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Value of a Computational Process?

July 9th, 2012
morality

Consider a future person living a happy and fulfilling life. They're unfortunate enough to suffer a severe accident, but there's time to preserve and then scan their brain fully, after which they can be brought back up in an emulator on a computer. [1] It doesn't matter that they're now running on digital hardware instead of in a biological brain; they're still a person and they still count.

Now imagine this person or "em" asks to be let alone, cuts off all communication from the rest of the world, and rejoices privately in finally being able to fully explore their introverted nature. This isn't what I imagine myself doing, but is a choice I can respect.

Someone comes along and suggests turning off this person's emulation on the grounds that no one will know the difference, and we can use the hardware for something else. This seems wrong. Which means this computational process is valuable entirely for its own sake, independent of its effect on the world.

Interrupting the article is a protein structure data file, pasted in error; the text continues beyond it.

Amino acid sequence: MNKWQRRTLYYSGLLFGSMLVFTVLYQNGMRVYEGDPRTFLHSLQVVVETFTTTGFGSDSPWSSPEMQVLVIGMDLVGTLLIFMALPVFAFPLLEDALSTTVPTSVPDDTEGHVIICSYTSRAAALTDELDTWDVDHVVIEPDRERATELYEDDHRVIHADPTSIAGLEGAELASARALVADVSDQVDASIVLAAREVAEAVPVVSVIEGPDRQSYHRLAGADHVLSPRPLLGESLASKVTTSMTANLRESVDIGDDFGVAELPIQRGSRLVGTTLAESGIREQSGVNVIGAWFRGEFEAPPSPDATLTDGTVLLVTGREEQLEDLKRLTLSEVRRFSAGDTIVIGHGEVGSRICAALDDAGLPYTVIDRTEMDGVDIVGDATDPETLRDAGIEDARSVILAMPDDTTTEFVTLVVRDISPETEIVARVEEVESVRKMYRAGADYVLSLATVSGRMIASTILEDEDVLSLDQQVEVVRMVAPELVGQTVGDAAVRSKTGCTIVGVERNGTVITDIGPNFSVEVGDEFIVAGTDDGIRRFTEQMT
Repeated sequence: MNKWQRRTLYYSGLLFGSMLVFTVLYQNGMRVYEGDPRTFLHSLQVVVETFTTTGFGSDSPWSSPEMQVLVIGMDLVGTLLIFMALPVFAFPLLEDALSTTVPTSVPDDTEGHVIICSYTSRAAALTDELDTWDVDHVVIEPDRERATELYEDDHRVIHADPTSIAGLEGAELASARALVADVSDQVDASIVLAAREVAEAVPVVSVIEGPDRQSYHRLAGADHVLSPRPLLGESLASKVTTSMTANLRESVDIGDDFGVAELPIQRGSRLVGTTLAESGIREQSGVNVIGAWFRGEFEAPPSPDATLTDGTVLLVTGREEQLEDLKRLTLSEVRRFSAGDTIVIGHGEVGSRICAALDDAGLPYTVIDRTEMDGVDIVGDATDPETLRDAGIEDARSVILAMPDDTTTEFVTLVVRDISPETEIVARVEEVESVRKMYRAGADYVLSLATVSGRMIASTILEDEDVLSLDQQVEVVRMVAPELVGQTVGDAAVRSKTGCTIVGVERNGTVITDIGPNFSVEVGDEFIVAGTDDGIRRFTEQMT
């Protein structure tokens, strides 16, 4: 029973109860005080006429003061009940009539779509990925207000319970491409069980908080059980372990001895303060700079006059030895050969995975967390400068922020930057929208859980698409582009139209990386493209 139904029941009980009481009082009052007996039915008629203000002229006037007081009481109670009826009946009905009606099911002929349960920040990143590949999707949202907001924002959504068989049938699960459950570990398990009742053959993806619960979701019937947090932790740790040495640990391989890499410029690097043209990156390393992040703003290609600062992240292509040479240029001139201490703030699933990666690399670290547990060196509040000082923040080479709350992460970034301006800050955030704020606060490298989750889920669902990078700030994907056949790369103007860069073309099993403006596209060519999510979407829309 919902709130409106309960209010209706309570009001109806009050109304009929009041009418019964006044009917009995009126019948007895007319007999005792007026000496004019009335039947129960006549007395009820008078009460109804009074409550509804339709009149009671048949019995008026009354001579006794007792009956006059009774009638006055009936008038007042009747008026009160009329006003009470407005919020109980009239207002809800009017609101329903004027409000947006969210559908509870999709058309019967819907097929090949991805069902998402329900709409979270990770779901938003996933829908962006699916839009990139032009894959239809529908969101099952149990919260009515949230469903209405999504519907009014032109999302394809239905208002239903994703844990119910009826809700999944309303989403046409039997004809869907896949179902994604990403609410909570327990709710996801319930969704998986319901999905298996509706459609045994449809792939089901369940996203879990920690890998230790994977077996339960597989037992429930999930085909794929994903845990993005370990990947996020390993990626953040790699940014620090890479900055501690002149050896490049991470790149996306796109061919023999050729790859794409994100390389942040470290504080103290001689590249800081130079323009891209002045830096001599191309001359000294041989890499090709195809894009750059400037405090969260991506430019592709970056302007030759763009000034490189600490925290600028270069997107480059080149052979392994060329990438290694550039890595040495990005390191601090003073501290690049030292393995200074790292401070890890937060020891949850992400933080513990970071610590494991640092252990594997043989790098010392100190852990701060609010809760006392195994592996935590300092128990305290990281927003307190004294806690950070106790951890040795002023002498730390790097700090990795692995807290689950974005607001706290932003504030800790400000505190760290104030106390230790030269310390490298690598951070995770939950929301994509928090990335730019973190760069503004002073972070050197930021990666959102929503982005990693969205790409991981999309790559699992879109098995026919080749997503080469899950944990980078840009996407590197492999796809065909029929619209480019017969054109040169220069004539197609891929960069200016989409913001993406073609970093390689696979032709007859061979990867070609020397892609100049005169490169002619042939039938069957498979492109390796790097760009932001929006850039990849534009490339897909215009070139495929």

Unlike biological brains, computational processes are very flexible. We could run many copies, or run them much faster or slower than usual. We could run a specific segment of their independent experience repeatedly, perhaps the happiest few moments. It also seems unlikely that a full emulation of a human is the only thing that's valuable. Perhaps there are simpler patterns we could emulate that would be much better in terms of value per dollar?

I'm trying to reduce my concept of value and getting lots of strange questions.


[1] I think this will be possible, but not for a while.

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